Walvisboten in het bos: Subalterne transporttechnologieën op de binnenwateren van Congo
Congo’s wooden baleinières (Fr. whaleboats) are locally developed and crafted socio-technical assemblages that account for up to 50% of all transportation of goods and people on the waterways of the Congo Basin. Despite the vital role of these subaltern technologies of transportation for the livelihoods of millions, the socio-technical complexities responsible for their success have never been studied. Rooted in older boat building traditions from Ijwi (lake Kivu) and Nioki (on the Mfimi River), and powered by fossil-fuelled Chinese two-stroke Diesel engines, baleinières combine local traditions of craftsmanship with transnational South-South technology translation “from below”.
The research aims 1. to trace the baleinières’ chaîne opératoire of materials and skills in time and space, from the cutting of trees and the recycling of materials (tar, corrugated aluminium sheets, etc.), to the repairing and maintenance of the Chang Fa Diesel propulsion system; 2. to investigate the material and spiritual lives and ontologies of fossil-fuelled internal combustion engines (ICEs) in the realm of African river transportation, which have been crucially overlooked by anthropologists so far.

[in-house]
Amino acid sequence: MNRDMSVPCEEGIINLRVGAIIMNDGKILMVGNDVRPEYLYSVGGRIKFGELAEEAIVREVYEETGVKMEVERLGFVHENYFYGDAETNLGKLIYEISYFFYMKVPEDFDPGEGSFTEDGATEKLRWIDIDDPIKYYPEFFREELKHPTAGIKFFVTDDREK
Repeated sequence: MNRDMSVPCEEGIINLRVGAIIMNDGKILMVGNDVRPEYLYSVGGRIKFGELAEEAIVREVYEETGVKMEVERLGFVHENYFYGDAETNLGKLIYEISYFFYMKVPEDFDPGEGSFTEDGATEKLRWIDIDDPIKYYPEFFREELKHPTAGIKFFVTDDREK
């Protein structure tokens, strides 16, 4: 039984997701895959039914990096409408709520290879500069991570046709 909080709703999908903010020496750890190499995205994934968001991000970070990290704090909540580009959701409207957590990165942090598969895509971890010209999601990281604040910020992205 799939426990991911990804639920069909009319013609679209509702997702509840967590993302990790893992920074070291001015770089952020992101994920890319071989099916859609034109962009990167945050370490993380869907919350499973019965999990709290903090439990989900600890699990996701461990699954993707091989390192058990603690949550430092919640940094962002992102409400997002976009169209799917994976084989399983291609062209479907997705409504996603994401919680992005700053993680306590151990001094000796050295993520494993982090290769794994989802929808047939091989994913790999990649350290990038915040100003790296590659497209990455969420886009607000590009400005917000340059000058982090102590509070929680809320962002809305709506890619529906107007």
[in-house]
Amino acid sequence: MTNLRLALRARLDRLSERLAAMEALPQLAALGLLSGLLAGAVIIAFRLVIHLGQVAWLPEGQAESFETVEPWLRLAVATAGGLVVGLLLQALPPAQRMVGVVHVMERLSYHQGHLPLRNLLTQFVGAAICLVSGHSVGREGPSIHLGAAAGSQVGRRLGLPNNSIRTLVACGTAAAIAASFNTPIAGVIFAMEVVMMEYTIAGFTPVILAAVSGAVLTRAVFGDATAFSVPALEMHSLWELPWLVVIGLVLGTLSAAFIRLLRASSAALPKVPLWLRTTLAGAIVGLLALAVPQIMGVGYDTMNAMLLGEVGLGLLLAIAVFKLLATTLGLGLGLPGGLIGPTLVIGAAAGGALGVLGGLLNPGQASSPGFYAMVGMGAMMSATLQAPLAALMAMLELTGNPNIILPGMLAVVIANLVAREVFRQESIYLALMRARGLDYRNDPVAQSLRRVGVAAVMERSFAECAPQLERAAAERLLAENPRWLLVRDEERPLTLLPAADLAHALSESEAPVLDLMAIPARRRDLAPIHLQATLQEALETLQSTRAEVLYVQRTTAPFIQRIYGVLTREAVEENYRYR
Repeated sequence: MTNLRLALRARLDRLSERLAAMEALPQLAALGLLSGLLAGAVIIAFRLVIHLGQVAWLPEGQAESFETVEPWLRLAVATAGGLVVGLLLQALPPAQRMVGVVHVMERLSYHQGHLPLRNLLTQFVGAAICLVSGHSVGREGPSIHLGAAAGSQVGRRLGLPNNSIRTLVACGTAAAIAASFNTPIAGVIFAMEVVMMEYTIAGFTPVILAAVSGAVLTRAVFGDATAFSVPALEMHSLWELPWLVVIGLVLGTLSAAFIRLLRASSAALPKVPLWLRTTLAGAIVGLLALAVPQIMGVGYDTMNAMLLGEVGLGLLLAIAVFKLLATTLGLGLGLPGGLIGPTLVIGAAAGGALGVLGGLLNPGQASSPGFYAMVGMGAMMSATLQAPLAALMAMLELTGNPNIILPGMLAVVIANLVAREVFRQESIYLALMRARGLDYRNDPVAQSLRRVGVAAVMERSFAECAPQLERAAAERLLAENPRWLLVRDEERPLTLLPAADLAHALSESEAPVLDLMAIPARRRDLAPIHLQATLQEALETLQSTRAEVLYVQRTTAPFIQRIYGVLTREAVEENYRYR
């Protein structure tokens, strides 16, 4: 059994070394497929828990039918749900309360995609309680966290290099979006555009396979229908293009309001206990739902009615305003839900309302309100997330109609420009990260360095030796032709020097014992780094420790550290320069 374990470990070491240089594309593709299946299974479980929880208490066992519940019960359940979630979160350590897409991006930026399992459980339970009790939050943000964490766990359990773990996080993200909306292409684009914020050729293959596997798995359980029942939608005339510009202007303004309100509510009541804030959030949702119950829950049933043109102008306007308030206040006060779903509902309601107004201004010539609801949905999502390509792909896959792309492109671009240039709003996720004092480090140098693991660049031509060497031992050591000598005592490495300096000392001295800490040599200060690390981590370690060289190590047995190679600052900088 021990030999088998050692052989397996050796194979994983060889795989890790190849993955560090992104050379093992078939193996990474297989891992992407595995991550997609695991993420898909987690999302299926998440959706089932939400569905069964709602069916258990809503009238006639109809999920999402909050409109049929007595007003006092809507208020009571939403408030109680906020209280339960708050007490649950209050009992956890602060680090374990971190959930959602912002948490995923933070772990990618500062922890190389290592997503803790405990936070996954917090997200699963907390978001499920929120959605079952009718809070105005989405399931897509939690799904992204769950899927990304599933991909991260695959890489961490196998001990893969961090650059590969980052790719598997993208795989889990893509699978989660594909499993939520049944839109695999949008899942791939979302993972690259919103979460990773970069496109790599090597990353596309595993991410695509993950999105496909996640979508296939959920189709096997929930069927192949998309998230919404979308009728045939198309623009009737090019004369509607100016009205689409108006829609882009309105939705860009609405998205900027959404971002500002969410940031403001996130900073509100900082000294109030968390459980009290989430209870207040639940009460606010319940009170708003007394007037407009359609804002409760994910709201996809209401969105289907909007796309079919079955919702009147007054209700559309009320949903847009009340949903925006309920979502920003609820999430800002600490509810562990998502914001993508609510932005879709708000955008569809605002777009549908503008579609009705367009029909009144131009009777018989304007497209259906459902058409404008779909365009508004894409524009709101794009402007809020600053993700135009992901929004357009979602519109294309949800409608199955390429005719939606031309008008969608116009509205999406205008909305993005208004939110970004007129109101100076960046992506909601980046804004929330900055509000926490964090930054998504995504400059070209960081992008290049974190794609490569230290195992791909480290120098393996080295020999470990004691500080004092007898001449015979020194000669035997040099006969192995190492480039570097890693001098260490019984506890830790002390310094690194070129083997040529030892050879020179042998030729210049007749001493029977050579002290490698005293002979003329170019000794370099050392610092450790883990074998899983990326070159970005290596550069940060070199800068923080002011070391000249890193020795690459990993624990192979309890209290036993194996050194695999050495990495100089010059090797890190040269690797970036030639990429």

The research combines the qualitative method of ethnographic field work (participant observation, interviews) with the theoretical insights of the social study of technology/STS, ethno-archaeology and recent thinking about the Anthropocene. It speaks directly to the Horizon 2020 Work Programme’s international cooperation initiative for Africa (“food, nutrition security and agriculture, renewable energies”) and the Programme’s interest in “circular economies”. Its results will be disseminated in scientific articles, radio features, and an exhibition to be hosted by museums and cultural centres in Kisangani, Kinshasa and different places in Europe, and by an accompanying publication of a monograph.